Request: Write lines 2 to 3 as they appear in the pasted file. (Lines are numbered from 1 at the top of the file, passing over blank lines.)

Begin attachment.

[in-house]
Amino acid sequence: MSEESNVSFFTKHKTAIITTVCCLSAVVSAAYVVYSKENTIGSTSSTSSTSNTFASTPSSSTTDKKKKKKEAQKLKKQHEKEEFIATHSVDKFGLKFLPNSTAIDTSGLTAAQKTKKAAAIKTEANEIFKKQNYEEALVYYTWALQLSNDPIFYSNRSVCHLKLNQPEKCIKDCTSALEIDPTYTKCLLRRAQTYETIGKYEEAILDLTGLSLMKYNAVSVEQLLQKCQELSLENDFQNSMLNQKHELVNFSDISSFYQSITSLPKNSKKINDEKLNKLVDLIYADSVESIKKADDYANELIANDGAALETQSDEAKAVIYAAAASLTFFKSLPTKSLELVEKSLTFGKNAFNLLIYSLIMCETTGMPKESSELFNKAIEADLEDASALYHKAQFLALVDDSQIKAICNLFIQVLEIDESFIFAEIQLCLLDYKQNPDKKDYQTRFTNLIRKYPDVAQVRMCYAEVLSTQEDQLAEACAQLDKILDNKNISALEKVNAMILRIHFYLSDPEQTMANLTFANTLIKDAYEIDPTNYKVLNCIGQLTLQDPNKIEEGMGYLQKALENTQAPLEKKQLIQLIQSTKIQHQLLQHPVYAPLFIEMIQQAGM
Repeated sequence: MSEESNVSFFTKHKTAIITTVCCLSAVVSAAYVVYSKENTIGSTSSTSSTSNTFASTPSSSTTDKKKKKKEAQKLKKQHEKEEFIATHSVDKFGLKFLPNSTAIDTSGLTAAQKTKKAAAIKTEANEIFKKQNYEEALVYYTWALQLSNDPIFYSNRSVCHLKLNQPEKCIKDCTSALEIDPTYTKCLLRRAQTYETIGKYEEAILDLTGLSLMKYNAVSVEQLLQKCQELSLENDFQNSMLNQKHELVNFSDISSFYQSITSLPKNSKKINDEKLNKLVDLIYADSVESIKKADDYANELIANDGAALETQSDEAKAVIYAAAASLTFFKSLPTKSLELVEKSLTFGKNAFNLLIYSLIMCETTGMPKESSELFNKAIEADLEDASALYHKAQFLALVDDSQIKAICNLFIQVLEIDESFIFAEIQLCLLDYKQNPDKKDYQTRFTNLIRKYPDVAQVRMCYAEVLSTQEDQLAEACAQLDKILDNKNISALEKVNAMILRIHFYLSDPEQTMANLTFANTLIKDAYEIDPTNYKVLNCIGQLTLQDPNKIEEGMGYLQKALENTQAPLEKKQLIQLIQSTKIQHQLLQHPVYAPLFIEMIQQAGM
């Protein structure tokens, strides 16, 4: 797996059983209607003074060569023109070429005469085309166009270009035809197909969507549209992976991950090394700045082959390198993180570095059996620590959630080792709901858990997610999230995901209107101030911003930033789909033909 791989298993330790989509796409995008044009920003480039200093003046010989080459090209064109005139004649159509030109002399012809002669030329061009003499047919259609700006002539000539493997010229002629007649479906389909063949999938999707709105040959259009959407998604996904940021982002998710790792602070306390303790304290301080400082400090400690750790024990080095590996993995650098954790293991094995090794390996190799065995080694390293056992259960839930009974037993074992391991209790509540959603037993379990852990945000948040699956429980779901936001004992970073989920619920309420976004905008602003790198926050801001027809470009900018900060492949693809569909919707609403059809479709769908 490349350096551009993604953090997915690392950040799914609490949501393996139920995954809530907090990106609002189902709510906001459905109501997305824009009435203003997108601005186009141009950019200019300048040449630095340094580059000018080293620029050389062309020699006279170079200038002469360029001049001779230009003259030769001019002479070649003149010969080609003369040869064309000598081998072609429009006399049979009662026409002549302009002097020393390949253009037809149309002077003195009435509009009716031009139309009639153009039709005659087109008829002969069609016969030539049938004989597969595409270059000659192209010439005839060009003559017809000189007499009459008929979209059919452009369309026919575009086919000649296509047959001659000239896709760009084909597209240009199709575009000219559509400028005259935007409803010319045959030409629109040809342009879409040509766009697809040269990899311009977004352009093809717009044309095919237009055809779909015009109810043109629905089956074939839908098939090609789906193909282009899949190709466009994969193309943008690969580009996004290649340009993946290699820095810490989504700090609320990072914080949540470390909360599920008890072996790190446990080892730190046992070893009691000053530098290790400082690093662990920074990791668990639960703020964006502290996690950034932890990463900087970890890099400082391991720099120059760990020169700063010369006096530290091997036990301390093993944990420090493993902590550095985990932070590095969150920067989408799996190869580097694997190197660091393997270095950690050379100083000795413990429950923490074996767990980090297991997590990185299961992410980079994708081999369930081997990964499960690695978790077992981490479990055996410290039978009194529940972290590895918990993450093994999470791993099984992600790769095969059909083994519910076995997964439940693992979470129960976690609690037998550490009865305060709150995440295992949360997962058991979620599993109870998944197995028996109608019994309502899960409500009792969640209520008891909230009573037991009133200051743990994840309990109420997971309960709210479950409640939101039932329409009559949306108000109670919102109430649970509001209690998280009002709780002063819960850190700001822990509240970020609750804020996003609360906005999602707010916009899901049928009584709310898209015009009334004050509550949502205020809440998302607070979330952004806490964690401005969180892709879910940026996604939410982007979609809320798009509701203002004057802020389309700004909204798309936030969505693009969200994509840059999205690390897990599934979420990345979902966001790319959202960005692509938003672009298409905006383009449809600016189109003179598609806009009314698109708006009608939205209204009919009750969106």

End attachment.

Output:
Amino acid sequence: MSEESNVSFFTKHKTAIITTVCCLSAVVSAAYVVYSKENTIGSTSSTSSTSNTFASTPSSSTTDKKKKKKEAQKLKKQHEKEEFIATHSVDKFGLKFLPNSTAIDTSGLTAAQKTKKAAAIKTEANEIFKKQNYEEALVYYTWALQLSNDPIFYSNRSVCHLKLNQPEKCIKDCTSALEIDPTYTKCLLRRAQTYETIGKYEEAILDLTGLSLMKYNAVSVEQLLQKCQELSLENDFQNSMLNQKHELVNFSDISSFYQSITSLPKNSKKINDEKLNKLVDLIYADSVESIKKADDYANELIANDGAALETQSDEAKAVIYAAAASLTFFKSLPTKSLELVEKSLTFGKNAFNLLIYSLIMCETTGMPKESSELFNKAIEADLEDASALYHKAQFLALVDDSQIKAICNLFIQVLEIDESFIFAEIQLCLLDYKQNPDKKDYQTRFTNLIRKYPDVAQVRMCYAEVLSTQEDQLAEACAQLDKILDNKNISALEKVNAMILRIHFYLSDPEQTMANLTFANTLIKDAYEIDPTNYKVLNCIGQLTLQDPNKIEEGMGYLQKALENTQAPLEKKQLIQLIQSTKIQHQLLQHPVYAPLFIEMIQQAGM
Repeated sequence: MSEESNVSFFTKHKTAIITTVCCLSAVVSAAYVVYSKENTIGSTSSTSSTSNTFASTPSSSTTDKKKKKKEAQKLKKQHEKEEFIATHSVDKFGLKFLPNSTAIDTSGLTAAQKTKKAAAIKTEANEIFKKQNYEEALVYYTWALQLSNDPIFYSNRSVCHLKLNQPEKCIKDCTSALEIDPTYTKCLLRRAQTYETIGKYEEAILDLTGLSLMKYNAVSVEQLLQKCQELSLENDFQNSMLNQKHELVNFSDISSFYQSITSLPKNSKKINDEKLNKLVDLIYADSVESIKKADDYANELIANDGAALETQSDEAKAVIYAAAASLTFFKSLPTKSLELVEKSLTFGKNAFNLLIYSLIMCETTGMPKESSELFNKAIEADLEDASALYHKAQFLALVDDSQIKAICNLFIQVLEIDESFIFAEIQLCLLDYKQNPDKKDYQTRFTNLIRKYPDVAQVRMCYAEVLSTQEDQLAEACAQLDKILDNKNISALEKVNAMILRIHFYLSDPEQTMANLTFANTLIKDAYEIDPTNYKVLNCIGQLTLQDPNKIEEGMGYLQKALENTQAPLEKKQLIQLIQSTKIQHQLLQHPVYAPLFIEMIQQAGM